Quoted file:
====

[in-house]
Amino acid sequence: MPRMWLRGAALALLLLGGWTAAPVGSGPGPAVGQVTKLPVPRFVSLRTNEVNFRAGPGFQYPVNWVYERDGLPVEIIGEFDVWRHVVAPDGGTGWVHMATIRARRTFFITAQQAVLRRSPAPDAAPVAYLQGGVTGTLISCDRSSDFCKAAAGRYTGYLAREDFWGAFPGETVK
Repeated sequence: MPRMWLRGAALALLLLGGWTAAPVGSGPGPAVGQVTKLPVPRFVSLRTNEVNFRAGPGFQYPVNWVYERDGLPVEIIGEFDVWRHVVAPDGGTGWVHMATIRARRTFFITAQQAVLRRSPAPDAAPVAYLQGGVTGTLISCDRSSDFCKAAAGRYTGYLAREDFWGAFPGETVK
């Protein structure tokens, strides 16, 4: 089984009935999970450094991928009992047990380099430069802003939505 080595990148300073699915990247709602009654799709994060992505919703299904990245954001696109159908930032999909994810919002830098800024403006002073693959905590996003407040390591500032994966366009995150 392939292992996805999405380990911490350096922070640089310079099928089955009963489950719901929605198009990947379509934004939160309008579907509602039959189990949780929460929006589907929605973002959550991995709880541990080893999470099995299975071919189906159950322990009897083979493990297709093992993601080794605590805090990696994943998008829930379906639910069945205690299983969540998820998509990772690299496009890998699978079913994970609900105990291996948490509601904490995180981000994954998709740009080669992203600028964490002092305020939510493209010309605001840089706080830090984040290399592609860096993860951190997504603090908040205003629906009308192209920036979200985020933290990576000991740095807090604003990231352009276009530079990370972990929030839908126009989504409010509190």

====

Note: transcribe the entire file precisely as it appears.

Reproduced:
[in-house]
Amino acid sequence: MPRMWLRGAALALLLLGGWTAAPVGSGPGPAVGQVTKLPVPRFVSLRTNEVNFRAGPGFQYPVNWVYERDGLPVEIIGEFDVWRHVVAPDGGTGWVHMATIRARRTFFITAQQAVLRRSPAPDAAPVAYLQGGVTGTLISCDRSSDFCKAAAGRYTGYLAREDFWGAFPGETVK
Repeated sequence: MPRMWLRGAALALLLLGGWTAAPVGSGPGPAVGQVTKLPVPRFVSLRTNEVNFRAGPGFQYPVNWVYERDGLPVEIIGEFDVWRHVVAPDGGTGWVHMATIRARRTFFITAQQAVLRRSPAPDAAPVAYLQGGVTGTLISCDRSSDFCKAAAGRYTGYLAREDFWGAFPGETVK
């Protein structure tokens, strides 16, 4: 089984009935999970450094991928009992047990380099430069802003939505 080595990148300073699915990247709602009654799709994060992505919703299904990245954001696109159908930032999909994810919002830098800024403006002073693959905590996003407040390591500032994966366009995150 392939292992996805999405380990911490350096922070640089310079099928089955009963489950719901929605198009990947379509934004939160309008579907509602039959189990949780929460929006589907929605973002959550991995709880541990080893999470099995299975071919189906159950322990009897083979493990297709093992993601080794605590805090990696994943998008829930379906639910069945205690299983969540998820998509990772690299496009890998699978079913994970609900105990291996948490509601904490995180981000994954998709740009080669992203600028964490002092305020939510493209010309605001840089706080830090984040290399592609860096993860951190997504603090908040205003629906009308192209920036979200985020933290990576000991740095807090604003990231352009276009530079990370972990929030839908126009989504409010509190």